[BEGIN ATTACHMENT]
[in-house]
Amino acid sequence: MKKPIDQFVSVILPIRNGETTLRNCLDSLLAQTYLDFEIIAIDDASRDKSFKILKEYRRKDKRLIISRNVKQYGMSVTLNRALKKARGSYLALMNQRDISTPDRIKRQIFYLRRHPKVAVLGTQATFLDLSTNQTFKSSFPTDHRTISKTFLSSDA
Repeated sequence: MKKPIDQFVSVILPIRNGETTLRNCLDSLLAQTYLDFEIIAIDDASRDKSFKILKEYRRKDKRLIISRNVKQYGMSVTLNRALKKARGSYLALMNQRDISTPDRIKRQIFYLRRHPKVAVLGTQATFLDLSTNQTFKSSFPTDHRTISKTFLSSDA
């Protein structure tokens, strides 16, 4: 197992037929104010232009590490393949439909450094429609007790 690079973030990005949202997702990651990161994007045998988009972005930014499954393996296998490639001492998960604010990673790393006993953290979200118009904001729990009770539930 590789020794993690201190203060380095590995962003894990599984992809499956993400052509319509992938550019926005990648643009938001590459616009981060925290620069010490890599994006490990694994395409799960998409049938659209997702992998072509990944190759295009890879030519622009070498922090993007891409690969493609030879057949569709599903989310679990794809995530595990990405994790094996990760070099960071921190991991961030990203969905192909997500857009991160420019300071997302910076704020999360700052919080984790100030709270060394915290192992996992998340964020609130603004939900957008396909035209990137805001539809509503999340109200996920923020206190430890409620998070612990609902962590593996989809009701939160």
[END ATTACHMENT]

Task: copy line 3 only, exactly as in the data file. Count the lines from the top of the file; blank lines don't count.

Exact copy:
Repeated sequence: MKKPIDQFVSVILPIRNGETTLRNCLDSLLAQTYLDFEIIAIDDASRDKSFKILKEYRRKDKRLIISRNVKQYGMSVTLNRALKKARGSYLALMNQRDISTPDRIKRQIFYLRRHPKVAVLGTQATFLDLSTNQTFKSSFPTDHRTISKTFLSSDA